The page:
March 2022 saw the publication of the government’s “Inclusive Britain Strategy”. This was a response to the controversial Sewell Report of March 2021. The report’s denial of systemic racism garnered most headlines, but it also contained 24 recommendations to solve problems the report seems to claim do not exist.
One of the recommendations in the Sewell Report was to improve the curriculum taught in schools, drawing primarily on work by the US scholar, E.D. Hirsch and the British sociologist, Michael Young. Interestingly, the Sewell Report suggests that the purpose of the curriculum should be to create a “sense of belonging” by showing the contributions of the “forefathers and mothers” of pupils of different ethic background to “this country”. As the report notes, “This is not about teaching the personal history of each individual but rather linking the story of different ethnic groups to a unifying sense of Britishness.” The report goes on to conclude that a “well sequenced, knowledge-rich curriculum” is the answer to a more inclusive Britain, and invites the government to advise schools on how to plan a “politically neutral” curriculum.
The recommendation on curriculum was picked up in the 2022, Inclusive Britain Strategy. Action 57 states that: “To help pupils understand the intertwined nature of British and global history, and their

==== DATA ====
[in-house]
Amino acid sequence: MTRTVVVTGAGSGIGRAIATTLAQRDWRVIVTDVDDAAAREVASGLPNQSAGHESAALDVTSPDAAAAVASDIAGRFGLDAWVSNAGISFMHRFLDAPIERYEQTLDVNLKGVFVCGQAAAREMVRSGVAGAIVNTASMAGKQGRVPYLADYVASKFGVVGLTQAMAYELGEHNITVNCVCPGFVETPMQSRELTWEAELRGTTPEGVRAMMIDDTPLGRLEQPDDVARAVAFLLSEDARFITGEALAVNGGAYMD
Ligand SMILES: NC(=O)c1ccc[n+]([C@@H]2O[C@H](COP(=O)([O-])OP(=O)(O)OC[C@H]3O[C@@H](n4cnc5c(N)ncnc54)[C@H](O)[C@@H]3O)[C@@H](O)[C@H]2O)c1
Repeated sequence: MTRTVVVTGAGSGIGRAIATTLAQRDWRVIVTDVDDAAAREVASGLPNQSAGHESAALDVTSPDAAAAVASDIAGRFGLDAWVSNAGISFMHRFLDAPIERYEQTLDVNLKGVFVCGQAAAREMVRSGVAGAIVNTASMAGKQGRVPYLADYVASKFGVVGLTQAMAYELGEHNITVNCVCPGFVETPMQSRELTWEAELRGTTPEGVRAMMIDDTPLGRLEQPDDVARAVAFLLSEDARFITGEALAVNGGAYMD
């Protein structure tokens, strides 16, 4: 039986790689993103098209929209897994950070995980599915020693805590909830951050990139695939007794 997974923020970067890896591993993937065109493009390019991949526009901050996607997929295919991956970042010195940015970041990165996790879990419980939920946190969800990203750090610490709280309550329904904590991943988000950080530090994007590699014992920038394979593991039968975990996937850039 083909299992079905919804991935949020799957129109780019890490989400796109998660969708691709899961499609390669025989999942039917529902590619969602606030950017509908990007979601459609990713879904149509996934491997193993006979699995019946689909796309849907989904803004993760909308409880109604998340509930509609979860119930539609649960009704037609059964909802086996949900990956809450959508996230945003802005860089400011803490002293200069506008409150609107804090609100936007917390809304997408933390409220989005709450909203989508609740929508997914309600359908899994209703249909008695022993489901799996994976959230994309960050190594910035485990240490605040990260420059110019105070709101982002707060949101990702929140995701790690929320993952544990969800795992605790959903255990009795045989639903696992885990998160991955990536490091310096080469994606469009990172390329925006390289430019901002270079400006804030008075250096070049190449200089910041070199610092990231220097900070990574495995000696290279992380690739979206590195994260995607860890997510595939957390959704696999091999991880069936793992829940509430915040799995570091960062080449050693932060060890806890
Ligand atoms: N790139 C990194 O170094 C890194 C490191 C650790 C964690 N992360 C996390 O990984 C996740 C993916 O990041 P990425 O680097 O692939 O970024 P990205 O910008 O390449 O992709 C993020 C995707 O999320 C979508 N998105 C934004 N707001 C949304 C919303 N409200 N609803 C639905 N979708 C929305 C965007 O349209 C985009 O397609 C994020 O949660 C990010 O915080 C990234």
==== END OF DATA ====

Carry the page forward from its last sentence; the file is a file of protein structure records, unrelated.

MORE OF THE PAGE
own place within it, the DfE will work with history curriculum experts, historians and school leaders to develop a Model History curriculum by 2024 that will stand as an exemplar for a knowledge-rich, coherent approach to the teaching of history.”
Suggesting the need to make curriculum more diverse and inclusive is not new. Similar (and better grounded) recommendations can be found in the Rampton (1981) and Swann (1985) Reports, as well as suggestions for changes to the National Curriculum framework in the MacPherson Report (1999), for instance. What is new here however is the suggestion of creating a model curriculum to show how schools might create more inclusive history in their classrooms.
The DfE have been trailing the idea of a model curriculum for history for a while now. March 2021 saw the publication of a controversial “model curriculum” for Music. Similarly, Nick Gibb was suggesting the need for a model history curriculum to address issues of diversity and inclusion in October 2021. It is interesting that Gibb and Sewell both seem to suggest that the reason schools are not teaching more diverse and inclusive histories is due to the failure of teachers to plan ambitious curricula. Neither seem to acknowledge the role played by Michael Gove’s curriculum reforms of 2013-4 which actively shifted the National Curriculum to be a much narrower, traditional, nationalistic narrative, framed as cultural capital (or more erroneously, powerful knowledge). It is notable that, over the last few years, many schools have shifted to try to teach this perceived historical canon, something I have written about previously. I don’t really blame schools for this, the whole narrative from government and Ofsted has been about the provision of cultural capital. And the DfE themselves have actively promoted textbooks which promote a similarly narrow curriculum view.